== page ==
Finding The Subtle “Everyday” Influences On Your Art Style – A Ramble

2017-artwork-art-style-hidden-influences

Well, I’ve already written about how your art style can be influenced by all sorts of things that you either don’t notice or have forgotten about. But, discovering one of these influences is always a strange experience. Especially if, like with one that I found shortly before writing this article, it’s been staring you in the face for literally years.

As regular readers of this site know, I often tend to use high-contrast lighting and vivid colours in my art. This has been a subtle element of my art style for quite a while, but it’s something that has become a lot more prominent in the paintings that I’ve made over the past year or so.

Anyway, I had a sudden realisation about one of the many things that might have inspired this when I was preparing a digitally-edited painting that will be posted here in September. Here’s a reduced-size preview of the painting:

The full-size painting will be posted here on the 10th September.

The full-size painting will be posted here on the 10th September.

Quite a few hours after finishing this painting, I suddenly thought “This would make a really cool T-shirt design“. I then looked over at the collection of old heavy metal T-shirts that were dangling from a rack on my door. Suddenly, I knew one of the reasons why I love high-contrast art.

After all, pretty much every heavy metal T-shirt ever made usually features an album cover design printed on black fabric. Because of the fact that it’s printed on dark fabric, the design usually stands out a lot more if it contains any kind of vivid colours. Thinking about it, these T-shirts probably had much more of an influence on my art style than I would have expected:

"Corrugation" By C. A. Brown

“Corrugation” By C. A. Brown

"Data Transfer" By C. A. Brown

“Data Transfer” By C. A. Brown

"Storage" By C. A. Brown

“Storage” By C. A. Brown

As you can see, all of these digitally-edited paintings look like they’ve been printed on black paper or, from a distance, black fabric. They use a similar high-contrast lighting/colour style to the one used in the vast majority of heavy metal T-shirts. And, yet, this was a subtle influence on my art that I didn’t notice until relatively recently.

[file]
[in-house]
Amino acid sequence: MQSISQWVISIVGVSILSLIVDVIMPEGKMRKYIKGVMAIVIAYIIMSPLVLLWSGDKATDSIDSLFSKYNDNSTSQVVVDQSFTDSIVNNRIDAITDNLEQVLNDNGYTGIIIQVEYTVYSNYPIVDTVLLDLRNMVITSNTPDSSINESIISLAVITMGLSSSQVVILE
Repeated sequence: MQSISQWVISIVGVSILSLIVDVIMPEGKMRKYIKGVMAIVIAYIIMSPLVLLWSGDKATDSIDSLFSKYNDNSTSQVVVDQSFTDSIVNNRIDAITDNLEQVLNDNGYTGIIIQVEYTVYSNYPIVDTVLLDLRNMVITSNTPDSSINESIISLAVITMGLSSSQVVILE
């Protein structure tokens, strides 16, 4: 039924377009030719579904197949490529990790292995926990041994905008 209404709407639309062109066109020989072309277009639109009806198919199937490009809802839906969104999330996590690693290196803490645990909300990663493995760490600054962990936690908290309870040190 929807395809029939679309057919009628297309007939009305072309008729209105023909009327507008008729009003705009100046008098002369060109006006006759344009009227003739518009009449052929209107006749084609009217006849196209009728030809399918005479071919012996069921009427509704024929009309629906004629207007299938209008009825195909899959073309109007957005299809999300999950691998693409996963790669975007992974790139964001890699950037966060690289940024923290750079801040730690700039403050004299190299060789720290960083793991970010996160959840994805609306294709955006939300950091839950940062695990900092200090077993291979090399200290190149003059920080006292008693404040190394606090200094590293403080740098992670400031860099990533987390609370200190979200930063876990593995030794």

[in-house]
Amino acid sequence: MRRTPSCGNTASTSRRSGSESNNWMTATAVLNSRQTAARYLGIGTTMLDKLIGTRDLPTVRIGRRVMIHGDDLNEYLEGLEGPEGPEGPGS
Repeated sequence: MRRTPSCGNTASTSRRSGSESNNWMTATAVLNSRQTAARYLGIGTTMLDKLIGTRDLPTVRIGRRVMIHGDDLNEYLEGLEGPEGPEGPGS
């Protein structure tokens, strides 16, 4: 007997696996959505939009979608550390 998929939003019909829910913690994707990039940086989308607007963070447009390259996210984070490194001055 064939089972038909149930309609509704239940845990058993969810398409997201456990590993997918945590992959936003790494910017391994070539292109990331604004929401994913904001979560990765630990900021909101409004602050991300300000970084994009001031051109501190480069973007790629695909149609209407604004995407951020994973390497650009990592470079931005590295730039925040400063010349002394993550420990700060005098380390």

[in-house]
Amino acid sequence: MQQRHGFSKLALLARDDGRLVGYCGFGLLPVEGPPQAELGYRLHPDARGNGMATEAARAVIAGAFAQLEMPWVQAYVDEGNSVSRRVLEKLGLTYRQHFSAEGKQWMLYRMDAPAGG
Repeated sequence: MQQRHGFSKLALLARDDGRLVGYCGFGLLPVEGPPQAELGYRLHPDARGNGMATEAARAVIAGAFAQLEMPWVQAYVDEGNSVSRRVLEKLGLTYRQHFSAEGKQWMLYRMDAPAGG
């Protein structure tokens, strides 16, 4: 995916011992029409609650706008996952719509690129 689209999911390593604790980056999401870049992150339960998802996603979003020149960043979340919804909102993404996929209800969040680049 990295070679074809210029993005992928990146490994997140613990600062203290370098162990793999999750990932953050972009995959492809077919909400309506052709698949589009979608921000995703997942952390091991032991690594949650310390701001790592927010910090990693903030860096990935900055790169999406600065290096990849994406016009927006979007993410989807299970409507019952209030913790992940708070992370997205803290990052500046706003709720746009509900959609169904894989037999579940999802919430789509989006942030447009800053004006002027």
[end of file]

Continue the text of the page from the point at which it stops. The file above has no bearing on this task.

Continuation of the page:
The thing to remember about subtle influences on your art style is that they can be anything or anywhere. After all, we are all exposed to countless examples of art every day. Whether it’s the desktop background on your computer, the adverts that you try to ignore every day, the box art/cover art for something you buy etc.. we are all quite literally surrounded by art on a daily basis.

So, it’s likely that some of it has had an influence on your own art. Whilst one easy way to tell whether something artistic has influenced you or not is to work out when you discovered it and whether you consider it to be “cool” or “interesting”. If you like it, and you discovered it a long time ago, then it’s likely that it’s influenced your art style in some way or other.

But, as you probably guessed from my idea, remembering to see artistic things (like heavy metal T-shirts) as “art” when they might not look like traditional paintings or drawings can be something of a challenge. So, yes, this is how artistic influences can ‘hide in plain sight’.

——–

Anyway, I hope that this was interesting 🙂

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2 comments on “Finding The Subtle “Everyday” Influences On Your Art Style – A Ramble

  1. storyspiller says:

    This is so cool! I never noticed this with my art, but I’ll try to now.

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